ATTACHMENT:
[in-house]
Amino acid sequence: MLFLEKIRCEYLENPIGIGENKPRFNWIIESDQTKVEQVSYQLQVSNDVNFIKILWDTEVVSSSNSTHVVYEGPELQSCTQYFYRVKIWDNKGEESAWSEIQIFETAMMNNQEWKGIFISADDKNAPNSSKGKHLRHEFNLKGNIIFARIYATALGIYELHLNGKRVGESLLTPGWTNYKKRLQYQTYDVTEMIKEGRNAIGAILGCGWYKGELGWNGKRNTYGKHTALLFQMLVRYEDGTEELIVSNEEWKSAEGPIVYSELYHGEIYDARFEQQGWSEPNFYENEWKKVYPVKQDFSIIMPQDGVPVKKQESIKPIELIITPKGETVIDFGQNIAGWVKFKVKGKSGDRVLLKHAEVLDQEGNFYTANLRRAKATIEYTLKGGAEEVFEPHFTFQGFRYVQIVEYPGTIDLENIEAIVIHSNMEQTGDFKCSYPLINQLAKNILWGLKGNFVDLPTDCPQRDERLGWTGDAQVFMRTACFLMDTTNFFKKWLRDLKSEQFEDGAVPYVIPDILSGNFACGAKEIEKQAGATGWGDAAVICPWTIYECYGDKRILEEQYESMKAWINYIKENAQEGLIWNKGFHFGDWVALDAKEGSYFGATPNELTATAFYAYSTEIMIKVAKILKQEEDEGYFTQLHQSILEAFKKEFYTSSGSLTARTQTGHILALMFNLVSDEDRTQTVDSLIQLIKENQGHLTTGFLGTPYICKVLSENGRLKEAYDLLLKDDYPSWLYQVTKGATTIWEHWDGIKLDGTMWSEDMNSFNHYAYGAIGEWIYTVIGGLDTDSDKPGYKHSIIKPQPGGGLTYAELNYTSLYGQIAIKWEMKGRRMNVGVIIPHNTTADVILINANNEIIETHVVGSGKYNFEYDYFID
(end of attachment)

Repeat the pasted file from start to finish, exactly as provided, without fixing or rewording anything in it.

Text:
[in-house]
Amino acid sequence: MLFLEKIRCEYLENPIGIGENKPRFNWIIESDQTKVEQVSYQLQVSNDVNFIKILWDTEVVSSSNSTHVVYEGPELQSCTQYFYRVKIWDNKGEESAWSEIQIFETAMMNNQEWKGIFISADDKNAPNSSKGKHLRHEFNLKGNIIFARIYATALGIYELHLNGKRVGESLLTPGWTNYKKRLQYQTYDVTEMIKEGRNAIGAILGCGWYKGELGWNGKRNTYGKHTALLFQMLVRYEDGTEELIVSNEEWKSAEGPIVYSELYHGEIYDARFEQQGWSEPNFYENEWKKVYPVKQDFSIIMPQDGVPVKKQESIKPIELIITPKGETVIDFGQNIAGWVKFKVKGKSGDRVLLKHAEVLDQEGNFYTANLRRAKATIEYTLKGGAEEVFEPHFTFQGFRYVQIVEYPGTIDLENIEAIVIHSNMEQTGDFKCSYPLINQLAKNILWGLKGNFVDLPTDCPQRDERLGWTGDAQVFMRTACFLMDTTNFFKKWLRDLKSEQFEDGAVPYVIPDILSGNFACGAKEIEKQAGATGWGDAAVICPWTIYECYGDKRILEEQYESMKAWINYIKENAQEGLIWNKGFHFGDWVALDAKEGSYFGATPNELTATAFYAYSTEIMIKVAKILKQEEDEGYFTQLHQSILEAFKKEFYTSSGSLTARTQTGHILALMFNLVSDEDRTQTVDSLIQLIKENQGHLTTGFLGTPYICKVLSENGRLKEAYDLLLKDDYPSWLYQVTKGATTIWEHWDGIKLDGTMWSEDMNSFNHYAYGAIGEWIYTVIGGLDTDSDKPGYKHSIIKPQPGGGLTYAELNYTSLYGQIAIKWEMKGRRMNVGVIIPHNTTADVILINANNEIIETHVVGSGKYNFEYDYFID